My beloved, admired, and legendary 2002 Honda Civic has literally been to hell and back. That car and I have been on more adventures than one can fathom. Years worth of journeys, memories, and mistakes have been made with, in, on, and around that amazing vehicle.

 

On leaving, I always knew this was a possibility. She’s old, ancient by most people’s car standards these days. I’d been having this sneaky suspicion that something was getting ready to go wrong. It seems like all the vestiges of my old life have been crumbling around me to make way for something new.

 

As we limped into the gas station off I-75 near Cartersville, a tiny bit of panic starts to creep in. What the holy fuck do I do now? We’re still at least 40 miles out from our hotel. It’s after 2pm on a Saturday so all the car rental places are closed. Now’s the time to put on our crisis caps and get our shit together.

 

Most people would become reactionary, get angry. Why did this happen now and to me? Oh my God what am I going to do now? What if it’s really dead? How am I going to get home?

 

Protip from Ross: The first, best thing to do in an emergency is to take a step back and reevaluate your situation from the objective viewpoint. Here was mine: A) no one is hurt. B) we made it to a gas station with a Cracker Barrel next door. C) we’re close enough to Atlanta to get help from friends if possible D) if not there’s a hotel across the road. E) Technically we have a whole day before we really need to be there anyway so this is no time to get stressed.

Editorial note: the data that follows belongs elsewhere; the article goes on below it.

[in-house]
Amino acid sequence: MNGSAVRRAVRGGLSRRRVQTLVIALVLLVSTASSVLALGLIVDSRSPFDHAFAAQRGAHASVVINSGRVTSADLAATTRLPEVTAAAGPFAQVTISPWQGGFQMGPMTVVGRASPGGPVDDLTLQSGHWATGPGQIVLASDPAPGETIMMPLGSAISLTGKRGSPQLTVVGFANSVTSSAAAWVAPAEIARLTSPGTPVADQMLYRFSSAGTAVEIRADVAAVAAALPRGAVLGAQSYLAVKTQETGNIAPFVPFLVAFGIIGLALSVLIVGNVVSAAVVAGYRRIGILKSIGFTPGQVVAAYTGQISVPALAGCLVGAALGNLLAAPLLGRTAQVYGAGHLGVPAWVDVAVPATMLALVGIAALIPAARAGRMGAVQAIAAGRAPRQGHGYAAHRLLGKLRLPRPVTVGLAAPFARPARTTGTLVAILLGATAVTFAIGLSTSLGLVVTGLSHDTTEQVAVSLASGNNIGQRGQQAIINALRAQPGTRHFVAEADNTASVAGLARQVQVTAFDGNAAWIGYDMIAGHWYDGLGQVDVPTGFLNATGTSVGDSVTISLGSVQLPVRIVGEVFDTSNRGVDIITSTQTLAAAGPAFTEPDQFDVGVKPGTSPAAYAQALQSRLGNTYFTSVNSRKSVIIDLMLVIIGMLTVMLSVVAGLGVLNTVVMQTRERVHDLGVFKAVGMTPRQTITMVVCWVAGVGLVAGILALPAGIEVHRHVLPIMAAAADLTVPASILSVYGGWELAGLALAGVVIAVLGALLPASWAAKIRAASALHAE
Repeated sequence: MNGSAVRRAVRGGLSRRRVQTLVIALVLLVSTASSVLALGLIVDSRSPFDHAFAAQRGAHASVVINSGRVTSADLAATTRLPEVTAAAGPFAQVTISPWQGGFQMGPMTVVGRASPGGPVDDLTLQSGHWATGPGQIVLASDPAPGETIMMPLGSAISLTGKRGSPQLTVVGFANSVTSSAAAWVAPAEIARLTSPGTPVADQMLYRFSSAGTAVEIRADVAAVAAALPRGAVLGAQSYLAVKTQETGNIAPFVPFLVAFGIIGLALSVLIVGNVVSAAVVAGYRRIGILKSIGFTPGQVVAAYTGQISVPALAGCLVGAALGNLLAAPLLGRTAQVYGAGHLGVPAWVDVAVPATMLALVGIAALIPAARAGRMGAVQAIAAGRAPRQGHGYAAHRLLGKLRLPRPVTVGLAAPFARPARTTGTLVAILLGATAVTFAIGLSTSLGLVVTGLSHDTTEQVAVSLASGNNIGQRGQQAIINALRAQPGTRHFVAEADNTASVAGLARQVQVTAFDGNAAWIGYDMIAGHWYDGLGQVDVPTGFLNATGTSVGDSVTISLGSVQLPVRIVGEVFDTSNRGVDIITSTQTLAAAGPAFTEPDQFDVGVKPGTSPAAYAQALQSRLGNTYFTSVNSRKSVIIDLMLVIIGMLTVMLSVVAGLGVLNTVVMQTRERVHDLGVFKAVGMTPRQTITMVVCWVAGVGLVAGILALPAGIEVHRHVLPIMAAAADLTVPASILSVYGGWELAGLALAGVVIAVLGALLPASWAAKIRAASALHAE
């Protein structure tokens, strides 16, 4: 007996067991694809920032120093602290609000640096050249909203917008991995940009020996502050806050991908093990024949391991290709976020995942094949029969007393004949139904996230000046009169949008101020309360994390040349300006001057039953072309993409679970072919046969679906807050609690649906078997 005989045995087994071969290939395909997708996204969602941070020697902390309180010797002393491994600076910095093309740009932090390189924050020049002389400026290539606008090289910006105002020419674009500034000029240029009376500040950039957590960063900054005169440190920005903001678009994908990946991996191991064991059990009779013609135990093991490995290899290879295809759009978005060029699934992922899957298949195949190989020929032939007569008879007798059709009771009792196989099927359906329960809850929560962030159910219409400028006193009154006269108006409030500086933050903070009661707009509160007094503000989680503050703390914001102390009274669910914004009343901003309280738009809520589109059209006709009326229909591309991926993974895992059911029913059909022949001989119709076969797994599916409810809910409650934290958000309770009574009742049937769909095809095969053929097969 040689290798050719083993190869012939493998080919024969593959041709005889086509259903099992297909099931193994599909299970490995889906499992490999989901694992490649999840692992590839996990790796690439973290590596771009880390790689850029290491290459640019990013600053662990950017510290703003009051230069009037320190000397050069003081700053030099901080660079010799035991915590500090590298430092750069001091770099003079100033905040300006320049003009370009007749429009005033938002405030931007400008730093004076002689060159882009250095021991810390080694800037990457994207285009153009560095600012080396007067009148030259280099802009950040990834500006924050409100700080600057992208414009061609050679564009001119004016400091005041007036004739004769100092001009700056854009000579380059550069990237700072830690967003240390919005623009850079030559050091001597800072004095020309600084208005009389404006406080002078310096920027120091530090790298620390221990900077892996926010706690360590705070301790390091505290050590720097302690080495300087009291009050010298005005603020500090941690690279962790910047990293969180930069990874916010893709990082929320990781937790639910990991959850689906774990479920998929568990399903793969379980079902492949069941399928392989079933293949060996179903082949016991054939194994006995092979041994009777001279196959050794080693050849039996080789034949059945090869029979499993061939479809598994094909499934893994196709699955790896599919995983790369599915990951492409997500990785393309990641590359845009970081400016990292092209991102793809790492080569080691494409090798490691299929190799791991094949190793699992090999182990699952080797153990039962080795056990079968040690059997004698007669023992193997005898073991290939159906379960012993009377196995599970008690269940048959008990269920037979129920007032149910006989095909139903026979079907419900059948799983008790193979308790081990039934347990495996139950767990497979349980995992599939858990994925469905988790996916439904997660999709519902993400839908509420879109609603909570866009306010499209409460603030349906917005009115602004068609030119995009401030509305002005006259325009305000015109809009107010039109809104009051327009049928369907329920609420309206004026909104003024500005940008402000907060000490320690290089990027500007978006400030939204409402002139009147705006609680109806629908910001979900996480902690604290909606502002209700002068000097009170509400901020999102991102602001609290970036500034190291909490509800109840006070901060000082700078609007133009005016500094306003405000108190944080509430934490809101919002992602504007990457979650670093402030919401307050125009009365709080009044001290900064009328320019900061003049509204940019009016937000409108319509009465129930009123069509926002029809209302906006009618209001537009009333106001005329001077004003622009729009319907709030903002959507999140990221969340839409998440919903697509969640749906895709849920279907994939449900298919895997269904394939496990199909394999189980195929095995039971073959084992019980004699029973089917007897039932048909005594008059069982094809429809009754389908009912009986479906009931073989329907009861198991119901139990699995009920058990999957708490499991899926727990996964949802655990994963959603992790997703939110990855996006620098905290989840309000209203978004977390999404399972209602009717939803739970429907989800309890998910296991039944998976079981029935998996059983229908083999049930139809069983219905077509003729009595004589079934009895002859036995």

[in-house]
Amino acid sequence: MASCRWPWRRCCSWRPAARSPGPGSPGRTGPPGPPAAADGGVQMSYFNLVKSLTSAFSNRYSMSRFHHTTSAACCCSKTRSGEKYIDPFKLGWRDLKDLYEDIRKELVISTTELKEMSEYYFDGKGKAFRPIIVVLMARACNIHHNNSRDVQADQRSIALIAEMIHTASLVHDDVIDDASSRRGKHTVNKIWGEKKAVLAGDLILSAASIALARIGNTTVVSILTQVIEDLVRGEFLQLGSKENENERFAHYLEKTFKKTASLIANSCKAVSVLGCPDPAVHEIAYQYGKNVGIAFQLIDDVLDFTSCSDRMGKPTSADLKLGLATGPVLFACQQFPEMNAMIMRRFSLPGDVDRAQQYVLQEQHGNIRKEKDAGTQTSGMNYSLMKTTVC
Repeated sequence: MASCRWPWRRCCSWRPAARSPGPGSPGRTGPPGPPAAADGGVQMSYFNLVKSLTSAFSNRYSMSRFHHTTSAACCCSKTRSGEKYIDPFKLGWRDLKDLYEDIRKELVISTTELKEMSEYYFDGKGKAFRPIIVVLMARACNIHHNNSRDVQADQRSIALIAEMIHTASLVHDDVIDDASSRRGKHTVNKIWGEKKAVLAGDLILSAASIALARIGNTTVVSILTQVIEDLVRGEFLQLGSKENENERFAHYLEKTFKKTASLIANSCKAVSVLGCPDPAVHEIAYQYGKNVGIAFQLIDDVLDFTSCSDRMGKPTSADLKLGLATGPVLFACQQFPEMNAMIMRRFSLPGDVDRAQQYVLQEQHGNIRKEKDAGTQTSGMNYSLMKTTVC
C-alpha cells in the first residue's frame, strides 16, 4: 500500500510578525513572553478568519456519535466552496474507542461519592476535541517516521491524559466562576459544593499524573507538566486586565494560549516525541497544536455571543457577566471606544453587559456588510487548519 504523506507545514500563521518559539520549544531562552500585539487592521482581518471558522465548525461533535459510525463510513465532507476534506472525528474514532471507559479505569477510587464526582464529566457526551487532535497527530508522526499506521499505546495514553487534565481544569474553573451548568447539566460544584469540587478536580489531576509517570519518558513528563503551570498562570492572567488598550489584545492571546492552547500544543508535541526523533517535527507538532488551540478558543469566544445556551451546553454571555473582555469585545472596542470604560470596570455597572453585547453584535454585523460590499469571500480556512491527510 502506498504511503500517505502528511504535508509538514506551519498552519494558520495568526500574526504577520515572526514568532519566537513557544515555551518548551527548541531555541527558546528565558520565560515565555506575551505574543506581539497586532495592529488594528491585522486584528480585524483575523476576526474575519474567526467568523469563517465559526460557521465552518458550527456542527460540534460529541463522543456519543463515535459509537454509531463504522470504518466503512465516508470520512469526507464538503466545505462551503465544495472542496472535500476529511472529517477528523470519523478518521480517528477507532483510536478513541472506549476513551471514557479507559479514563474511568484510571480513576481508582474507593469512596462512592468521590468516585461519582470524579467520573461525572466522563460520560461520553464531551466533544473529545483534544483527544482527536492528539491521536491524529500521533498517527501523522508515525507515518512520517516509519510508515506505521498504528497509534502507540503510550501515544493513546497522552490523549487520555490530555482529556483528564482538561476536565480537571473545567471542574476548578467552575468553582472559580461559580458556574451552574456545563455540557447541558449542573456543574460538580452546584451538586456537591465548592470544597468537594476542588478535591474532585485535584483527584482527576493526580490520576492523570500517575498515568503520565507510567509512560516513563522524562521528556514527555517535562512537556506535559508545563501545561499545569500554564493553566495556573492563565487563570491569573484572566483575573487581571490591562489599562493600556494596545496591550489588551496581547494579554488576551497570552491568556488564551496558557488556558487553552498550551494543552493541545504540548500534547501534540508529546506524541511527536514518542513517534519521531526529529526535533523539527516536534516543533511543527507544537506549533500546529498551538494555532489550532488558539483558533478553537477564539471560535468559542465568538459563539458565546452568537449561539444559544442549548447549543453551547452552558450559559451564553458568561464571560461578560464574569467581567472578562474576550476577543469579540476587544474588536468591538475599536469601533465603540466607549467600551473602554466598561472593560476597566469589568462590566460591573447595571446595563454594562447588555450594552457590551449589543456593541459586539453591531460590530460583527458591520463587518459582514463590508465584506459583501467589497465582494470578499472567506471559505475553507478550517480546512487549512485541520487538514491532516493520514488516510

If you can’t control it, there’s no reason to be upset by it. Sometimes, shit happens. That shit may or may not be reflective of you, your choices, or even possibly nothing at all.

 

For me, thankfully I’ve got great people around me. My illustrious, beautiful, and clever travel companion held her calm and assisted in any and every way possible. An incredibly good friend (Thanks Cam!) came through in the clutch to save the day literally and metaphorically.

 

The struggle bus could have fallen off calamity mountain. The trick is, it didn’t. It didn’t fall off the mountain because a positive or at least a not reactionary mindset. It could have gone so much worse, or I could have LET it affect me so much worse. I didn’t.

 

Be positive or at least be objective. Bad shit happens. Did this potentially terrible calamity effect my weekend? Not at all actually. I let it go, because the journey is really more important than the destination. Did it all work out in the end? I’m typing this sentence in my own with a rental car in the driveway. Is there anything I could have done to change it? Obviously not, BUT I can change how I think about it and how to deal with.

 

Bad shit is going to happen. Don’t let it get you down. Keep focused, keep pointing forward, and let go. We’re not gonna make it out alive anyway so at least enjoy the ride on your own personal struggle bus.

 

To those who know my poor car: She’s dead. I’m sorry. There’s no way to bring her back and quite frankly I’m happy she went down on a final journey to one of my most favorite cities. RIP Civic. Your 240,000 miles should be an inspiration to all the substandard cars available today.